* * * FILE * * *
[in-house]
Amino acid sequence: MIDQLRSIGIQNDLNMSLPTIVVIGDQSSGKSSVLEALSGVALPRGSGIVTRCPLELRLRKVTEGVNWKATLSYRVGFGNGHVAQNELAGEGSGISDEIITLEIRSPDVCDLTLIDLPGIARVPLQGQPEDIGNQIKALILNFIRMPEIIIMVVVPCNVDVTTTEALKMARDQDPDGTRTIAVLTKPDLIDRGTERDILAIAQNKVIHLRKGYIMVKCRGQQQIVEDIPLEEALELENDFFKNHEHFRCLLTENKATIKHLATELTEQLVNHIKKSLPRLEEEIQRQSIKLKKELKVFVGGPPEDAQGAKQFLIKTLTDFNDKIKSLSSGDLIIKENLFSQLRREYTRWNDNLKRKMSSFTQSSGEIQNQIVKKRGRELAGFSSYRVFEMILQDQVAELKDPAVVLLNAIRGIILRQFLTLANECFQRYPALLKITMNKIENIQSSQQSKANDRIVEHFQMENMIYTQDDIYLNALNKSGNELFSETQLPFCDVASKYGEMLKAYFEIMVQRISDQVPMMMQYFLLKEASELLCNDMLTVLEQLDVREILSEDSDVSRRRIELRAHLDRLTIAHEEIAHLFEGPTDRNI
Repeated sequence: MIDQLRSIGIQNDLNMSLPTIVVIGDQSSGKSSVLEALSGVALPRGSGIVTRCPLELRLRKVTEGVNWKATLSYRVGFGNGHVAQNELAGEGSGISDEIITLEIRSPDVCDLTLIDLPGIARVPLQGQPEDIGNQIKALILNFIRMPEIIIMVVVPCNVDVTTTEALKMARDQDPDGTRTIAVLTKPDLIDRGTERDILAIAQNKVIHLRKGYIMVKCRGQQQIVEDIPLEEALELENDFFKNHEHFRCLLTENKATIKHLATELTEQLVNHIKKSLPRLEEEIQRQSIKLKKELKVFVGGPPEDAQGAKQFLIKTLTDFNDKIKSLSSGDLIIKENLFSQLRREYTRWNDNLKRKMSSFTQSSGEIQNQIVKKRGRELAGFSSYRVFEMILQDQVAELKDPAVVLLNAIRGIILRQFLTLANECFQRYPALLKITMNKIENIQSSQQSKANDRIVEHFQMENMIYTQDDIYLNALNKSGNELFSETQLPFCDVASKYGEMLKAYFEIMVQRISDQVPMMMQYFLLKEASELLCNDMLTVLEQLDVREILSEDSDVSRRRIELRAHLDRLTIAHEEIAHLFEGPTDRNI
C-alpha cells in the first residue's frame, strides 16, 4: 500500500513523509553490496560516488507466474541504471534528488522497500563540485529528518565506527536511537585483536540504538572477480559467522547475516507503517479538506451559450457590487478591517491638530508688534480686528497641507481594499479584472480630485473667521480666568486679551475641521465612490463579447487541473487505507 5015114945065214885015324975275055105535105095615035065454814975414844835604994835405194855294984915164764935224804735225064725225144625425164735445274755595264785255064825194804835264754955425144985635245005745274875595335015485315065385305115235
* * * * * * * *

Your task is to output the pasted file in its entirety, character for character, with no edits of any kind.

[in-house]
Amino acid sequence: MIDQLRSIGIQNDLNMSLPTIVVIGDQSSGKSSVLEALSGVALPRGSGIVTRCPLELRLRKVTEGVNWKATLSYRVGFGNGHVAQNELAGEGSGISDEIITLEIRSPDVCDLTLIDLPGIARVPLQGQPEDIGNQIKALILNFIRMPEIIIMVVVPCNVDVTTTEALKMARDQDPDGTRTIAVLTKPDLIDRGTERDILAIAQNKVIHLRKGYIMVKCRGQQQIVEDIPLEEALELENDFFKNHEHFRCLLTENKATIKHLATELTEQLVNHIKKSLPRLEEEIQRQSIKLKKELKVFVGGPPEDAQGAKQFLIKTLTDFNDKIKSLSSGDLIIKENLFSQLRREYTRWNDNLKRKMSSFTQSSGEIQNQIVKKRGRELAGFSSYRVFEMILQDQVAELKDPAVVLLNAIRGIILRQFLTLANECFQRYPALLKITMNKIENIQSSQQSKANDRIVEHFQMENMIYTQDDIYLNALNKSGNELFSETQLPFCDVASKYGEMLKAYFEIMVQRISDQVPMMMQYFLLKEASELLCNDMLTVLEQLDVREILSEDSDVSRRRIELRAHLDRLTIAHEEIAHLFEGPTDRNI
Repeated sequence: MIDQLRSIGIQNDLNMSLPTIVVIGDQSSGKSSVLEALSGVALPRGSGIVTRCPLELRLRKVTEGVNWKATLSYRVGFGNGHVAQNELAGEGSGISDEIITLEIRSPDVCDLTLIDLPGIARVPLQGQPEDIGNQIKALILNFIRMPEIIIMVVVPCNVDVTTTEALKMARDQDPDGTRTIAVLTKPDLIDRGTERDILAIAQNKVIHLRKGYIMVKCRGQQQIVEDIPLEEALELENDFFKNHEHFRCLLTENKATIKHLATELTEQLVNHIKKSLPRLEEEIQRQSIKLKKELKVFVGGPPEDAQGAKQFLIKTLTDFNDKIKSLSSGDLIIKENLFSQLRREYTRWNDNLKRKMSSFTQSSGEIQNQIVKKRGRELAGFSSYRVFEMILQDQVAELKDPAVVLLNAIRGIILRQFLTLANECFQRYPALLKITMNKIENIQSSQQSKANDRIVEHFQMENMIYTQDDIYLNALNKSGNELFSETQLPFCDVASKYGEMLKAYFEIMVQRISDQVPMMMQYFLLKEASELLCNDMLTVLEQLDVREILSEDSDVSRRRIELRAHLDRLTIAHEEIAHLFEGPTDRNI
C-alpha cells in the first residue's frame, strides 16, 4: 500500500513523509553490496560516488507466474541504471534528488522497500563540485529528518565506527536511537585483536540504538572477480559467522547475516507503517479538506451559450457590487478591517491638530508688534480686528497641507481594499479584472480630485473667521480666568486679551475641521465612490463579447487541473487505507 5015114945065214885015324975275055105535105095615035065454814975414844835604994835405194855294984915164764935224804735225064725225144625425164735445274755595264785255064825194804835264754955425144985635245005745274875595335015485315065385305115235